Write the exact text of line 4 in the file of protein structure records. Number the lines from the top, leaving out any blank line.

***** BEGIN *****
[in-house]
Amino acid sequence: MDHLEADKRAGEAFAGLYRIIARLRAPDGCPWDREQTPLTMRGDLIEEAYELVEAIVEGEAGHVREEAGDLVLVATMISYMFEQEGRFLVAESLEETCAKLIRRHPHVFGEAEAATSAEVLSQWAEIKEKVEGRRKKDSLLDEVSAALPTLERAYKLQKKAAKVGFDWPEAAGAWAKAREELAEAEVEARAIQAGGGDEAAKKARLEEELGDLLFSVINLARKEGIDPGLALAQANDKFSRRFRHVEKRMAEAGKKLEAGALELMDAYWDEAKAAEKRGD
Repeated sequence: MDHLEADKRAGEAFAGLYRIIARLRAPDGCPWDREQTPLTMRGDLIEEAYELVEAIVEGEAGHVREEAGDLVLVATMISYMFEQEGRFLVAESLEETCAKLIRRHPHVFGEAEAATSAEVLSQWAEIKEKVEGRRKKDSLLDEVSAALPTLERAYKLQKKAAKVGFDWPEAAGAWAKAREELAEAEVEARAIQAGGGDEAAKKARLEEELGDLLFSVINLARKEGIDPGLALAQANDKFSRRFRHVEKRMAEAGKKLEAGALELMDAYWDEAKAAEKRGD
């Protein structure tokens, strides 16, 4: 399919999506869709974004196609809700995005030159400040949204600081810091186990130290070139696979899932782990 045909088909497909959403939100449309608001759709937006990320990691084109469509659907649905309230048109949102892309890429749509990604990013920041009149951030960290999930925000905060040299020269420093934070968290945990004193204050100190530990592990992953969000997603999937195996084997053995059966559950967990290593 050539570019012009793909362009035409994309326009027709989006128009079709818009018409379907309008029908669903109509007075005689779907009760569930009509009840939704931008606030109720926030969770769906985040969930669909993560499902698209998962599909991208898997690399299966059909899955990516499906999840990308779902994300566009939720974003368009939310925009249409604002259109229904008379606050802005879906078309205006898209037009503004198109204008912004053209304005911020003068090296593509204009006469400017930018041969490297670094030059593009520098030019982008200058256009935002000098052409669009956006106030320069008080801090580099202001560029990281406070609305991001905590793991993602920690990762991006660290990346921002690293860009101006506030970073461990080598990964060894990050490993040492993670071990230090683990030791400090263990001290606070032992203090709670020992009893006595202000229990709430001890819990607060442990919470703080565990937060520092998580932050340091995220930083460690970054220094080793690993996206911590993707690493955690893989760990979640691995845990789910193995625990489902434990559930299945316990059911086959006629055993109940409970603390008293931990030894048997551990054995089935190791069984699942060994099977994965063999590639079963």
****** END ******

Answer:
């Protein structure tokens, strides 16, 4: 399919999506869709974004196609809700995005030159400040949204600081810091186990130290070139696979899932782990 045909088909497909959403939100449309608001759709937006990320990691084109469509659907649905309230048109949102892309890429749509990604990013920041009149951030960290999930925000905060040299020269420093934070968290945990004193204050100190530990592990992953969000997603999937195996084997053995059966559950967990290593 050539570019012009793909362009035409994309326009027709989006128009079709818009018409379907309008029908669903109509007075005689779907009760569930009509009840939704931008606030109720926030969770769906985040969930669909993560499902698209998962599909991208898997690399299966059909899955990516499906999840990308779902994300566009939720974003368009939310925009249409604002259109229904008379606050802005879906078309205006898209037009503004198109204008912004053209304005911020003068090296593509204009006469400017930018041969490297670094030059593009520098030019982008200058256009935002000098052409669009956006106030320069008080801090580099202001560029990281406070609305991001905590793991993602920690990762991006660290990346921002690293860009101006506030970073461990080598990964060894990050490993040492993670071990230090683990030791400090263990001290606070032992203090709670020992009893006595202000229990709430001890819990607060442990919470703080565990937060520092998580932050340091995220930083460690970054220094080793690993996206911590993707690493955690893989760990979640691995845990789910193995625990489902434990559930299945316990059911086959006629055993109940409970603390008293931990030894048997551990054995089935190791069984699942060994099977994965063999590639079963």